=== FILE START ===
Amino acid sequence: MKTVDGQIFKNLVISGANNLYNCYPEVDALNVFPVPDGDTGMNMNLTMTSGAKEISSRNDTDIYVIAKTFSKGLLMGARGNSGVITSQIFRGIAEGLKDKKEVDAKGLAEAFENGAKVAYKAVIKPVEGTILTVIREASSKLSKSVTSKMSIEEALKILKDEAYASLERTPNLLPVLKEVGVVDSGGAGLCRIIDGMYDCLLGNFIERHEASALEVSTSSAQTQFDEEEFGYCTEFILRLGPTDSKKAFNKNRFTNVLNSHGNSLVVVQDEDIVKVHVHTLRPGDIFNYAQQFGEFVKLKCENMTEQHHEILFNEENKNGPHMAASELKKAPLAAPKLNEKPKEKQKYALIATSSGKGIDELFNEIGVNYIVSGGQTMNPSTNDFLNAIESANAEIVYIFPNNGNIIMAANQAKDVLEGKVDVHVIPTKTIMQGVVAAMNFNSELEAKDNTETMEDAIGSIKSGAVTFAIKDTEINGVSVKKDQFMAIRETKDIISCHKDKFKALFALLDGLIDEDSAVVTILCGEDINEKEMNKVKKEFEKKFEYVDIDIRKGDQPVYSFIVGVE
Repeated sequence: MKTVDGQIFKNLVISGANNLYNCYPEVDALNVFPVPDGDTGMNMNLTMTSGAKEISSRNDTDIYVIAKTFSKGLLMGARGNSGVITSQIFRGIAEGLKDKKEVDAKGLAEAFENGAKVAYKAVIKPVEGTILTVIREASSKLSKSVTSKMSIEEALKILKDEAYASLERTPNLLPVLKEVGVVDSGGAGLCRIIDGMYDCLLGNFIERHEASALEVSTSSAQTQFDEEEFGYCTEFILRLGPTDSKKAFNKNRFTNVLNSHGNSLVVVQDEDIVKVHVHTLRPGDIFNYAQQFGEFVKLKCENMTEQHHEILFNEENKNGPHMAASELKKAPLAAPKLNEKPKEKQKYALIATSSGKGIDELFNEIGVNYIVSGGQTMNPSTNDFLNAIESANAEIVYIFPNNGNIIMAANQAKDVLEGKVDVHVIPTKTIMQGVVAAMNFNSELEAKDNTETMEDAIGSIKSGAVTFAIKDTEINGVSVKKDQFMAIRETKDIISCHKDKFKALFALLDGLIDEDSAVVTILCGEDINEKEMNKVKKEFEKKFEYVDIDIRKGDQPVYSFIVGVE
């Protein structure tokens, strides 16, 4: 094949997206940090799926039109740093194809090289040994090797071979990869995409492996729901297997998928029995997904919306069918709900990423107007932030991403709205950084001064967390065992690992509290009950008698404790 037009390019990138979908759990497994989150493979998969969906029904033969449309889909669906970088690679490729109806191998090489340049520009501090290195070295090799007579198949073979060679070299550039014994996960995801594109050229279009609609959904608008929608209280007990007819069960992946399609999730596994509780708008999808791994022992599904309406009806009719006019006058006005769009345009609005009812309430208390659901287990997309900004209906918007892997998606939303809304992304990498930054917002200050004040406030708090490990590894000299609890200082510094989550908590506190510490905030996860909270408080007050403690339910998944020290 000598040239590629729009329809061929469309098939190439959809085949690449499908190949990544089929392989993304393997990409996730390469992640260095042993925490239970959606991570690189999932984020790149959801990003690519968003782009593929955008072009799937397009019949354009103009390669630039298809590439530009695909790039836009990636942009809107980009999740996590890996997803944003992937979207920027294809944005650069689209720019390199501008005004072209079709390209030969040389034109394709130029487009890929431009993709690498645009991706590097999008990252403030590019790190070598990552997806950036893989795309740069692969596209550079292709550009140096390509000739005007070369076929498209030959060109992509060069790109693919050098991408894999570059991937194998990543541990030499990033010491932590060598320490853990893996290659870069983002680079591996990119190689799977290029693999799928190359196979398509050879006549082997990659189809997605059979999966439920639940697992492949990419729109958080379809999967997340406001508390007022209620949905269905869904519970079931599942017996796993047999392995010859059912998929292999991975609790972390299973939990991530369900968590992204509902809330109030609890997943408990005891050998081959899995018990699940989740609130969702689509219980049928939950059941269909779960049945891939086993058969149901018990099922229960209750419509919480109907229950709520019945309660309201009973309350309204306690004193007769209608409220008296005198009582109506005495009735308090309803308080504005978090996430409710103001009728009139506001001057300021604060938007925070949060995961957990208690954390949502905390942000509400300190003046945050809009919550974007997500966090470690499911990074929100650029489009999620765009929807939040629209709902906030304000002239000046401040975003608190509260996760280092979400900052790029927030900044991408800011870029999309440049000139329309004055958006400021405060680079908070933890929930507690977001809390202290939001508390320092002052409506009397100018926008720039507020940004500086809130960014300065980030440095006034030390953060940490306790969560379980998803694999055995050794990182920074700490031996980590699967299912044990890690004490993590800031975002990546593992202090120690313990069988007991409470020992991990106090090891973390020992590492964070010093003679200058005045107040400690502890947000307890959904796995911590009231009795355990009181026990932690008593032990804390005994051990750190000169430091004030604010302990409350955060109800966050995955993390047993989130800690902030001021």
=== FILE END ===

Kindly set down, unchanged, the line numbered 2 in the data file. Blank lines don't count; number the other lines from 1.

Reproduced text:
Repeated sequence: MKTVDGQIFKNLVISGANNLYNCYPEVDALNVFPVPDGDTGMNMNLTMTSGAKEISSRNDTDIYVIAKTFSKGLLMGARGNSGVITSQIFRGIAEGLKDKKEVDAKGLAEAFENGAKVAYKAVIKPVEGTILTVIREASSKLSKSVTSKMSIEEALKILKDEAYASLERTPNLLPVLKEVGVVDSGGAGLCRIIDGMYDCLLGNFIERHEASALEVSTSSAQTQFDEEEFGYCTEFILRLGPTDSKKAFNKNRFTNVLNSHGNSLVVVQDEDIVKVHVHTLRPGDIFNYAQQFGEFVKLKCENMTEQHHEILFNEENKNGPHMAASELKKAPLAAPKLNEKPKEKQKYALIATSSGKGIDELFNEIGVNYIVSGGQTMNPSTNDFLNAIESANAEIVYIFPNNGNIIMAANQAKDVLEGKVDVHVIPTKTIMQGVVAAMNFNSELEAKDNTETMEDAIGSIKSGAVTFAIKDTEINGVSVKKDQFMAIRETKDIISCHKDKFKALFALLDGLIDEDSAVVTILCGEDINEKEMNKVKKEFEKKFEYVDIDIRKGDQPVYSFIVGVE